Which is why the third essential sentence in my phrasebook is: Разливай водку! (Start pouring the vodka!)


    Michele A. Berdy is a Moscow-based translator.
    "...Важно, чтобы форум оставался местом, объединяющим людей, для которых интересны русский язык и культура. ..." - MasterАdmin (из переписки)



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    http://compling2.narod.ru/volodja.html

    Friday, May 14, 2004. Page 7.

    Linguistic Highlights of the Putin Presidency

    By Michele A. Berdy

    Надо исполнить закон всегда, а не только тогда, когда схватили за одно место: You have to obey the law all the time, not just when they've got you by the short and curlies.
    History will judge Vladimir Putin's presidency, but judging by a new book -- Путинки: Краткий сборник изречений президента (Putinki: A Short Collection of the President's Sayings) -- we can say one thing for certain: Putin has revolutionized the language of the Russian presidency.

    His are not the folksy inaccuracies of Mikhail Gorbachev (ложьте for положите), the verbal tics of Boris Yeltsin (Понимаешь? You know?) or the
    malapropisms of Viktor Chernomyrdin (Мы всегда можем уметь -- We can always be able). And it's not that Putin's speech is crude (though it can be salty), street-tough (though cop-talk sneaks in) or inappropriate (though it comes close). But it is plain-talking, straight, down-to-earth Russian. He calls it like he sees it.

    Take this comment about Russian participation in Iraq: В ответ на предложение, чтобы российские военнослужащие сейчас приняли участие в операции в Ираке, так и хочется сказать: нашли дураков. (In response to the proposal that Russian armed forces take part in operations in Iraq, you want to say -- right, like we're that stupid.) Or one of his many comments directed at the oligarchs: Все должны раз и навсегда для себя понять -- надо исполнять закон всегда, а не только тогда, когда схватили за одно место.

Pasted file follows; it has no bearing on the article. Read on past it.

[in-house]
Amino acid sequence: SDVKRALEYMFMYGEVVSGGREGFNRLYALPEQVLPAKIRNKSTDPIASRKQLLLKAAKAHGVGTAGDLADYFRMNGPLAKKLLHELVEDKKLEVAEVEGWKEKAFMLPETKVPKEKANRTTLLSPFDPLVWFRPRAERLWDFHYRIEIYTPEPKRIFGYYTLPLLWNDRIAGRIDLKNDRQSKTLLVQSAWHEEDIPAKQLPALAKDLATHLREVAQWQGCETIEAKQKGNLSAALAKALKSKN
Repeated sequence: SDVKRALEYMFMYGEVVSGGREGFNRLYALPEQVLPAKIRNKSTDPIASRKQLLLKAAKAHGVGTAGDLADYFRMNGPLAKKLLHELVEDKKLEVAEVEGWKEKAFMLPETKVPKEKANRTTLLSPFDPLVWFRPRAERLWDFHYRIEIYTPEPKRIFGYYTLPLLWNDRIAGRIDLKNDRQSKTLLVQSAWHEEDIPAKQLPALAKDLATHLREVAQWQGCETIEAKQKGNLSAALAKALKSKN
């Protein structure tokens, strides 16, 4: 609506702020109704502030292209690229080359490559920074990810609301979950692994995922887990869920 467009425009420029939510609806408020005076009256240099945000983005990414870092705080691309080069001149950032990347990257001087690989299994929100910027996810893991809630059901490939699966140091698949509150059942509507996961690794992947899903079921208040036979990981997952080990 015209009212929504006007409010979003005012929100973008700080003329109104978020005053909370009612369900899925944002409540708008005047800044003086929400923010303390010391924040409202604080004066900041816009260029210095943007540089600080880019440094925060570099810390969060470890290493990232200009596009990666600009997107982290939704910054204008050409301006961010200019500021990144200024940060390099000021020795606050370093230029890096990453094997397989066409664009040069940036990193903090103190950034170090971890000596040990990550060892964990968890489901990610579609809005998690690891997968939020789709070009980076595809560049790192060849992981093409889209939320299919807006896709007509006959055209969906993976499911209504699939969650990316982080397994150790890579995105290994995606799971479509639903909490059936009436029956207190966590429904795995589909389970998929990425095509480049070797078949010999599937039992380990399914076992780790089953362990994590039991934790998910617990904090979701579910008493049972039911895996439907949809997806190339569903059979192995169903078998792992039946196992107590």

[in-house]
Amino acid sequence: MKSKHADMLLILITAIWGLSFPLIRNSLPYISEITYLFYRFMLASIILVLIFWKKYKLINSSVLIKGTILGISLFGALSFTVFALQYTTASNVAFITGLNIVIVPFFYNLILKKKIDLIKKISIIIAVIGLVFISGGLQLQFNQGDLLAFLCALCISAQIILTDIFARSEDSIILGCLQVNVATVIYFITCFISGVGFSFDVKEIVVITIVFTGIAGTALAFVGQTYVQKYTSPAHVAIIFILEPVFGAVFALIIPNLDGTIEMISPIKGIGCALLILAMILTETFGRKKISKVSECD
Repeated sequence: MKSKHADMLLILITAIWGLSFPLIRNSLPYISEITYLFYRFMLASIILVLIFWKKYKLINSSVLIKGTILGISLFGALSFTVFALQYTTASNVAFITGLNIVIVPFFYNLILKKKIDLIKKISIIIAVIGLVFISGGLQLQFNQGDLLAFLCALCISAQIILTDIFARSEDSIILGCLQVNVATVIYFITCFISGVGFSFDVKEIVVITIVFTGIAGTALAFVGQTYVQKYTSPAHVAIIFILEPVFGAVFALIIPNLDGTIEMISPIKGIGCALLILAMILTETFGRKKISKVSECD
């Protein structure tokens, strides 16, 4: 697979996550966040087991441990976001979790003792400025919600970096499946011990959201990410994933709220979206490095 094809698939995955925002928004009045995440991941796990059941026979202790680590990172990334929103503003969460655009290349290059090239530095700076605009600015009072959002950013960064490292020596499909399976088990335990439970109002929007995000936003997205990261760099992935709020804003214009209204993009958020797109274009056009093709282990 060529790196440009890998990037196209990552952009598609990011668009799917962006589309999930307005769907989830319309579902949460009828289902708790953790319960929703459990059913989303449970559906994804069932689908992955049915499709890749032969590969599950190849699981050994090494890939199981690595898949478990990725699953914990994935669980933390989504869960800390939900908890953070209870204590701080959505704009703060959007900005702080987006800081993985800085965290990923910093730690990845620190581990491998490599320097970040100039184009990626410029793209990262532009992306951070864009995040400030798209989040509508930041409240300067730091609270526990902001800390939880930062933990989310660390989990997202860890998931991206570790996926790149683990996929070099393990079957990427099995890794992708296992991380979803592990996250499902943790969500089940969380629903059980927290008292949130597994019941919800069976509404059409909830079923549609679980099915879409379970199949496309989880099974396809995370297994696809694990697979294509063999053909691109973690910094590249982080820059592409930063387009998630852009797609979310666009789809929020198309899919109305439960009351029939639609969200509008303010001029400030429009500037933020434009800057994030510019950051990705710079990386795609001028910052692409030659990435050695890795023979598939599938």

(Everyone has to understand once and for all that you have to obey the law all the time, not just when they've got you by the short and curlies.) Or his comments on criminals: Когда смотришь на это, кажется, что своими руками задушил [преступников]. Но это эмоции. (When you see all that, you feel like you could strangle the criminals. But that's just emotion talking.) Or on terrorists: Когда Буш говорит о Бен Ладене как "о злодее" -- он очень интеллигентно выражается. У меня другие определения. Но я не могу их использовать в средствах массовой информации. (When Bush calls bin Laden a villain, he's speaking very properly. I'd use other words. But I can't use them in the mass media.)

    He's clear about Russia's position in the world: Россия не стоит с протянутой рукой и ни у кого ничего не просит. (Russia is not standing
    around with its hand outstretched; we're not asking anyone for anything.)
    Or more poetically: Она [Россия] как птица, будет хорошо летать, если будет опираться на два крыла [Европа и Азия]. (Russia is like a bird; she'll fly well if she is supported by two wings [Europe and Asia].) Or more logically: Если мозги утекают, значит они есть. Уже хорошо. Значит они высокого качества, иначе они никому не были бы нужны и не утекали. (If there is a brain drain, it means there are brains here. That's a good start. It means that they are high-quality or else no one would want them and there would be no brain drain.)